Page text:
Speaker Biographies


Speaker Biographies
“Paradigms to Pragmatism: Epidemiology and Biostatistics
for the Changing World”
June 1-4, 2015
Hilton Meadowvale (Mississauga, ON)
Speaker Biographies
Peter Donnelly is a Public Health Physician with over 25 years’ experience in senior leadership and academic
positions. He is the co-editor of the Oxford University Press textbook of Violence Prevention and has worked
extensively on the issues of Violence Reduction. He is the President and CEO of Public Health Ontario and Professor at
Dalla Lana School of Public Health, University of Toronto
Alfredo Morabia is an M. D., board certified in internal and occupational medicine, with a PhD in Epidemiology and a
Master of Science in Biostatistics from The Johns Hopkins University. Currently, professor of epidemiology at the Barry
Commoner Center, Queens College, City University of New York, and at the Mailman School of Public Health, Columbia
University, he is the author of "Enigmas of Health and Disease: How Epidemiology Helps Unravel Scientific Mysteries,"
(Columbia University Press, 2014) and is preparing a textbook on the history of epidemiology supported by a grant from
the National Library of Medicine. He is the principal investigator of a CDC-supported, long-term cohort study of
cardiovascular diseases among 2001 World Trade Center responders, and has been building up the foundations of
research on the health effects of using public transportation
Madhu Pai did his medical training and community medicine residency in Vellore, India. He completed his PhD in
epidemiology at UC Berkeley, and a postdoctoral fellowship at the UCSF. He is currently a professor of epidemiology
at McGill University in Montreal. He serves as the Director of Global Health Programs, and as an Associate Director of
the McGill International TB Centre. In addition, he serves as a Consultant for the Bill & Melinda Gates Foundation. He
also serves on the Scientific Advisory Committee of the Foundation for Innovative New Diagnostics, Geneva. Madhu
has previously served as co-chair of the Stop TB Partnership's Working Group on New Diagnostics. He is on the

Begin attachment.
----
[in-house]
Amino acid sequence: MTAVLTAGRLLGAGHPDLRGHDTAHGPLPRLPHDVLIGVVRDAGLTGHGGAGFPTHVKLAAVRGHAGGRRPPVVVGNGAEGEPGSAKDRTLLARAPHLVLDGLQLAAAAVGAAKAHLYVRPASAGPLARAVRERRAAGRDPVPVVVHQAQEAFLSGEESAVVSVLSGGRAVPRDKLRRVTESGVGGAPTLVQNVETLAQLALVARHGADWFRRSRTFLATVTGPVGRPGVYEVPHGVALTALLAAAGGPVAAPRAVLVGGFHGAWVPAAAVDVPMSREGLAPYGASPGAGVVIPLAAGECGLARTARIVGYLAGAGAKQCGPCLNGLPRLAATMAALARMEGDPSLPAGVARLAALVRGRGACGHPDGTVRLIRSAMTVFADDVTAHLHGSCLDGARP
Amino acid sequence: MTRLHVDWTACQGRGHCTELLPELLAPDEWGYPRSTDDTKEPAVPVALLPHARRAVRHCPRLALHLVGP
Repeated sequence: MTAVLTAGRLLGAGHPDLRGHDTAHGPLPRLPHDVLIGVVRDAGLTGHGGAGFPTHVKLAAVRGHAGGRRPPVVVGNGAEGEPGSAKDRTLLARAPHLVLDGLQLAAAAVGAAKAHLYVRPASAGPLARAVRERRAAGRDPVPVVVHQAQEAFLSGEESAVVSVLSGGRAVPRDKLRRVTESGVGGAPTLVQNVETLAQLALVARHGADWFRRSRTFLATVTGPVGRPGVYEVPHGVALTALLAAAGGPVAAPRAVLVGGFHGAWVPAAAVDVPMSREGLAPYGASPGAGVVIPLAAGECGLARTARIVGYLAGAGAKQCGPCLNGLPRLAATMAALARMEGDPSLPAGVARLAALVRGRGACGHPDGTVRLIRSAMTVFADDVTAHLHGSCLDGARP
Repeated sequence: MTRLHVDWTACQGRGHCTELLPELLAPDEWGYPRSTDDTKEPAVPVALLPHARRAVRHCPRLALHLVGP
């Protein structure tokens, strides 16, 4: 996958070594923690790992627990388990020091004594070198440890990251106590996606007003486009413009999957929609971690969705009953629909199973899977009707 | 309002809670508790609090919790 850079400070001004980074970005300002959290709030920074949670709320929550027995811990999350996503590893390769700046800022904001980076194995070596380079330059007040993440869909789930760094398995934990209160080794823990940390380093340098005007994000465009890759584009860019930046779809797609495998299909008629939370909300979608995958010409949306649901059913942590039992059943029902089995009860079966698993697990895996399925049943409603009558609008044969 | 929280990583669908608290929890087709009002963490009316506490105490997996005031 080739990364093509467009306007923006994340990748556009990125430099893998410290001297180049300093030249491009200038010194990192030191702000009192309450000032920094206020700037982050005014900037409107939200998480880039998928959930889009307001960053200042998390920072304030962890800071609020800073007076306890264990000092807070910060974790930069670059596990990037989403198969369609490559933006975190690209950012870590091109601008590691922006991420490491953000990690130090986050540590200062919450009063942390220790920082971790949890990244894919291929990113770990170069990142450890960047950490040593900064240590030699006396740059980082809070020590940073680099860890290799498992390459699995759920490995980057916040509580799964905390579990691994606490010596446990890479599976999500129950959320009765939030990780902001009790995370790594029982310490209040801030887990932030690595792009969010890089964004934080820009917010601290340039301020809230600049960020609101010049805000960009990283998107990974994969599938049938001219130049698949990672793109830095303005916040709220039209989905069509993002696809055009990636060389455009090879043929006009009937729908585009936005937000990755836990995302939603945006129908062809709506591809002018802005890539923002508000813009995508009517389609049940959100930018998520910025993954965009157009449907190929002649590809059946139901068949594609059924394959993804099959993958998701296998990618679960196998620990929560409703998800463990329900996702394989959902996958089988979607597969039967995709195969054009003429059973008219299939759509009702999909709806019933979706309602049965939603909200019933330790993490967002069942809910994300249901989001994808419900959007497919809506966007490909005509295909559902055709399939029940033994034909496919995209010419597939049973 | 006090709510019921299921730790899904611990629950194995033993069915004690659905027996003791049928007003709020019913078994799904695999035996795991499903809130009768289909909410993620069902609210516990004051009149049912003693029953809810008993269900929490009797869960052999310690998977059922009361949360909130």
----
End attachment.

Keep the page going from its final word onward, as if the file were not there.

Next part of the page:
editorial boards of Lancet Infectious Diseases, PLoS Medicine, International Journal of TB and Lung Disease, among
others. Madhu’s research is mainly focused on improving the diagnosis and treatment of tuberculosis, especially in
high-burden countries like India and South Africa. His research is supported by grant funding from the Gates
Foundation, Grand Challenges Canada, and Canadian Institutes of Health Research. He has more than 200 peerreviewed publications. He is recipient of the Union Scientific Prize, Chanchlani Global Health Research Award, and
Stars in Global Health award from Grand Challenges Canada. In 2014, he was selected as a member of the Royal
Society of Canada’s College of New Scholars, Artists and Scientists.
Robert Platt received his PhD in Biostatistics in 1996, and since then has been on faculty at McGill University. He is
currently Professor in the departments of Epidemiology, Biostatistics, and Occupational Health and of Pediatrics. His
primary research interest is in statistical methods for epidemiology, with applications in pharmacoepidemiology and drug
safety and in perinatal epidemiology. His methodologic interests are in causal inference and prediction tools. He has made
important contributions to the study and use of marginal structural models in pharmacoepidemiology, and to statistical
methods for meta-analysis and network meta-analysis. He is a Chercheur-national of the Fonds de Recherche du Quebec
– Sante, and is principal investigator on a CIHR-funded study of the use of propensity scores and marginal structural
models in drug safety research and a Discovery Grant from NSERC, and co-investigator/subcontractor on multiple CIHR
and NIH grants. Dr. Platt is leader of the methods team on the Canadian Network for Observational Drug Effect Studies.
Dr. Platt has published over 220 articles, one book, and several book chapters on methods and substantive issues in
Dr. Upshur is the Canada Research Chair in Primary Care Research. He is currently the Scientific